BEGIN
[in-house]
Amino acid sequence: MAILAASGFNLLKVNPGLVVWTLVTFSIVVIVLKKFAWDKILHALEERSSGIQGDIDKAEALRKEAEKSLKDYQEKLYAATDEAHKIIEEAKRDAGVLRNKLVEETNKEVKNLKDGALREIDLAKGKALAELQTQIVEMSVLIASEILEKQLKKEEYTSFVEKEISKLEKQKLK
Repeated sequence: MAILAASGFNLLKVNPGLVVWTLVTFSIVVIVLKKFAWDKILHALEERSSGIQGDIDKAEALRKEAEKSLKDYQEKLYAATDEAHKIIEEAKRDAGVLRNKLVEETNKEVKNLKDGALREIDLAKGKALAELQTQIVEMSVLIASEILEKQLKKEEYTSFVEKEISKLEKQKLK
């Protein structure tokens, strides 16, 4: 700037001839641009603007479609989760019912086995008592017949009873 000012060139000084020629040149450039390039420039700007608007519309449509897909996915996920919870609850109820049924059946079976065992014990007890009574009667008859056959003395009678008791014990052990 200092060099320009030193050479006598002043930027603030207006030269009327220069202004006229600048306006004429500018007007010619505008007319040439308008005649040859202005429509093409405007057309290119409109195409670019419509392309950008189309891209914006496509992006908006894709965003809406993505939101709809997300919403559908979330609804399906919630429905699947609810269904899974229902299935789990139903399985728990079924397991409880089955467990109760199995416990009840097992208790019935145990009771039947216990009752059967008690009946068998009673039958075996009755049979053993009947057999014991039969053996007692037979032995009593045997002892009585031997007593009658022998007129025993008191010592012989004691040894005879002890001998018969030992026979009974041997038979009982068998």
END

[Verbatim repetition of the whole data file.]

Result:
[in-house]
Amino acid sequence: MAILAASGFNLLKVNPGLVVWTLVTFSIVVIVLKKFAWDKILHALEERSSGIQGDIDKAEALRKEAEKSLKDYQEKLYAATDEAHKIIEEAKRDAGVLRNKLVEETNKEVKNLKDGALREIDLAKGKALAELQTQIVEMSVLIASEILEKQLKKEEYTSFVEKEISKLEKQKLK
Repeated sequence: MAILAASGFNLLKVNPGLVVWTLVTFSIVVIVLKKFAWDKILHALEERSSGIQGDIDKAEALRKEAEKSLKDYQEKLYAATDEAHKIIEEAKRDAGVLRNKLVEETNKEVKNLKDGALREIDLAKGKALAELQTQIVEMSVLIASEILEKQLKKEEYTSFVEKEISKLEKQKLK
């Protein structure tokens, strides 16, 4: 700037001839641009603007479609989760019912086995008592017949009873 000012060139000084020629040149450039390039420039700007608007519309449509897909996915996920919870609850109820049924059946079976065992014990007890009574009667008859056959003395009678008791014990052990 200092060099320009030193050479006598002043930027603030207006030269009327220069202004006229600048306006004429500018007007010619505008007319040439308008005649040859202005429509093409405007057309290119409109195409670019419509392309950008189309891209914006496509992006908006894709965003809406993505939101709809997300919403559908979330609804399906919630429905699947609810269904899974229902299935789990139903399985728990079924397991409880089955467990109760199995416990009840097992208790019935145990009771039947216990009752059967008690009946068998009673039958075996009755049979053993009947057999014991039969053996007692037979032995009593045997002892009585031997007593009658022998007129025993008191010592012989004691040894005879002890001998018969030992026979009974041997038979009982068998």